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Roberts Reunion review: Charmingly simple

Our Rating :
£79.99 from
Price when reviewed : £80
(inc. VAT)

The Roberts Reunion does the basics very well but may prove a little light on features for those not enamoured with its retro aesthetic


  • Stylish, retro design
  • Enjoyable, natural sound
  • Compact and lightweight


  • Lacks power
  • Limited feature set

The Roberts Reunion is a new Bluetooth speaker from a manufacturer best known for producing eye-catching DAB radios. It’s not the British brand’s first foray into the world of portable speakers but is the only entry in its lineup following the discontinuation of the Beacon 310, Beacon 320 and Beacon 330.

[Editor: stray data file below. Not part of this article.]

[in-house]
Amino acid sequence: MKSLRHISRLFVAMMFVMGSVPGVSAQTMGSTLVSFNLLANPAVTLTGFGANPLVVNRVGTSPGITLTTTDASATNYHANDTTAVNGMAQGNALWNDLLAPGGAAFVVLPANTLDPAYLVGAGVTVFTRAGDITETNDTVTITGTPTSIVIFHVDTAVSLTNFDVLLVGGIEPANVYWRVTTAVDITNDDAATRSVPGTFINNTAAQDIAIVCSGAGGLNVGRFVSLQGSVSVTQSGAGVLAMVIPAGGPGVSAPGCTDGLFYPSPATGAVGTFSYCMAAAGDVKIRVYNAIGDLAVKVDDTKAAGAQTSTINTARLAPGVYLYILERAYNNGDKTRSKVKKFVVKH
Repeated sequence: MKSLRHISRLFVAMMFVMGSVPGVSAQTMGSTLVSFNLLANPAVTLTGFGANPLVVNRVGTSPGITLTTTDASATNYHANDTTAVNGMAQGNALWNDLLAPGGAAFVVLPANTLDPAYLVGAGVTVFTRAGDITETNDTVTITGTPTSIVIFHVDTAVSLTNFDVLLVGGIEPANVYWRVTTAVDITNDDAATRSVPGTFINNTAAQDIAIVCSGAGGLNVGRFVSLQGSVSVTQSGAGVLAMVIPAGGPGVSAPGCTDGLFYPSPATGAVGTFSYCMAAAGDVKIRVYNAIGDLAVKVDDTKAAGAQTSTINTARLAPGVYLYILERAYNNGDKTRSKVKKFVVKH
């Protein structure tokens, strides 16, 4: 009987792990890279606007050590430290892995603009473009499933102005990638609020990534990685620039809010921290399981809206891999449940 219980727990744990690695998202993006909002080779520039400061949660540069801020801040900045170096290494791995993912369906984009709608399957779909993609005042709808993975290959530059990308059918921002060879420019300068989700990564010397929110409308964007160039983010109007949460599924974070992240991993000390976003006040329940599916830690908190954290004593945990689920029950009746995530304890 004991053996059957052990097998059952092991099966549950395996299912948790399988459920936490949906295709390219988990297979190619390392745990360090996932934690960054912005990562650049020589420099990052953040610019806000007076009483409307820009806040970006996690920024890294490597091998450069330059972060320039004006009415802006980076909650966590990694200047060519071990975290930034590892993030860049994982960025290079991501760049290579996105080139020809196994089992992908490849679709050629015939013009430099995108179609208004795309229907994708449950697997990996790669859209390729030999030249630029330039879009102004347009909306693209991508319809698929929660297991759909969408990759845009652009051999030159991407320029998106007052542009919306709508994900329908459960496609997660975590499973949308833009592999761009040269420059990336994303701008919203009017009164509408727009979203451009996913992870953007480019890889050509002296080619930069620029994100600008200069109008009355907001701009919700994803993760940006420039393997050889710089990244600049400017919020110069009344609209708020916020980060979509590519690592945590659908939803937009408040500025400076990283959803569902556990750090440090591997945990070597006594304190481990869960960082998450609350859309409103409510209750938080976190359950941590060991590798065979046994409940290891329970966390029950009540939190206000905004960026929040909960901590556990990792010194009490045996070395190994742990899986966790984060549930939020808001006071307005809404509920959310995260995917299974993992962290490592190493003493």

The Reunion follows the design and audio formula of those models pretty closely while addressing a couple of the issues we highlighted in our review of the Beacon 330. And, at less than half the price of that speaker, it’s a much more wallet-friendly proposition.

It lacks raw power, however, and this, coupled with a pretty basic set of features, means that it relies heavily on its aesthetic charms to convince consumers it’s the speaker for them.

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Roberts Reunion review: What do you get for the money?

Launched in September 2023, the Roberts Reunion costs £80 and comes in either Black or Duck Egg (bluish-green).

It seeks to deliver 360-degree sound through two full-range drivers and two passive radiators, with total output stated at 50W. It supports the SBC and AAC codecs over Bluetooth 5.0 but can also operate over a wired connection. Additionally, you can link up to ten Reunions using the speaker’s Multi-cast feature.